The TV Room: White People, by David Bax
For all the crap the network has put out over the years, MTV has always been on the forefront of social issues. Growing up as I did in a repressed, abstinence-focused, Catholic, Midwestern world, it was shocking and, in retrospect, commendable that they showed PSAs encouraging the use of condoms.
The newest example of MTV’s plan to use its direct line to the American youth to educate it is “White People,” a documentary that asks the seemingly asinine but ultimately uncomfortable question, “What is it like to be white in America?”
Director and host Antonio Jose Vargas sticks to asking the question to young people, college age and under, for whom it’s a slightly less absurd query (the younger population of this country is less statistically dominated by whites). If he got any answers that denied nuance or were racist, he wisely edited them out, opting to stick with discussions that could move us forward as a people.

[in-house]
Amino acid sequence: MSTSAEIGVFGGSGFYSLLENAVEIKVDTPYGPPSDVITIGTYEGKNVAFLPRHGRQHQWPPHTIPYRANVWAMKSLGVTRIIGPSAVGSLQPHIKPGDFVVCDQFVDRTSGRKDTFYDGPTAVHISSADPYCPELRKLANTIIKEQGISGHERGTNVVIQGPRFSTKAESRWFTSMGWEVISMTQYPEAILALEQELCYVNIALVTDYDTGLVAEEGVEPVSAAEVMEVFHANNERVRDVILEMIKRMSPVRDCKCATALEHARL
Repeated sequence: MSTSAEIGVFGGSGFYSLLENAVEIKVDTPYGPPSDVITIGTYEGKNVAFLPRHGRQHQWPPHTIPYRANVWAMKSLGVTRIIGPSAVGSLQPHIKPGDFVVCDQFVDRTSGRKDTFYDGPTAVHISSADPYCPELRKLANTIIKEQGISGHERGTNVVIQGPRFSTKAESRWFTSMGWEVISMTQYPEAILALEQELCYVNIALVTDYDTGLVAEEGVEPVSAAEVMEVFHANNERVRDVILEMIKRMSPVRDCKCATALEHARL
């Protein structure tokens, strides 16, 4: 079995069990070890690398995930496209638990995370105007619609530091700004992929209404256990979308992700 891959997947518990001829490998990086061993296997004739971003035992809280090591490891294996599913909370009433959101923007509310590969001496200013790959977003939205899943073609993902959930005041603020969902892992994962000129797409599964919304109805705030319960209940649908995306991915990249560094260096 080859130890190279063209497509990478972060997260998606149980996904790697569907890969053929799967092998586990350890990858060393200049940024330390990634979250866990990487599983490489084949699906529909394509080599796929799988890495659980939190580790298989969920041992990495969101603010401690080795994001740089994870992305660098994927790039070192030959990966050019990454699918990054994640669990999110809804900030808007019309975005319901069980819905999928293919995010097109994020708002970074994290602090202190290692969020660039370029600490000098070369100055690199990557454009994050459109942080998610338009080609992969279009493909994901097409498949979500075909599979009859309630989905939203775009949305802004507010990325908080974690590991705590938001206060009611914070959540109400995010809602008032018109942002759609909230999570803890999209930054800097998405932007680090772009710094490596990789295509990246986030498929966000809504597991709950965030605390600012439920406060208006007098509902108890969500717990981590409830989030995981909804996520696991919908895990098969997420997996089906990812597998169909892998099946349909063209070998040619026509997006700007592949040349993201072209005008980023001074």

Often, Vargas’ questions are vague and seemingly superficial but, by hanging back and letting the answers go wherever they need to, he ends up getting revealing answers, like the family who feels that they would like the new Chinese people in their neighborhood if only they would say hello more often or the kid who worries about different cultures, whites included, losing their uniqueness to the melting pot.
Sometimes Vargas is a little too simplistic and trite (“It’s amazing the power these words have”) but the special thrives when the focus is on kids.
“White People” is ultimately optimistic about the inevitable dismantling of white hegemony in America. but it’s nice that we can take a moment to recognize that the process will be difficult for some people. Even the most well-meaning of us aren’t always that excited about change.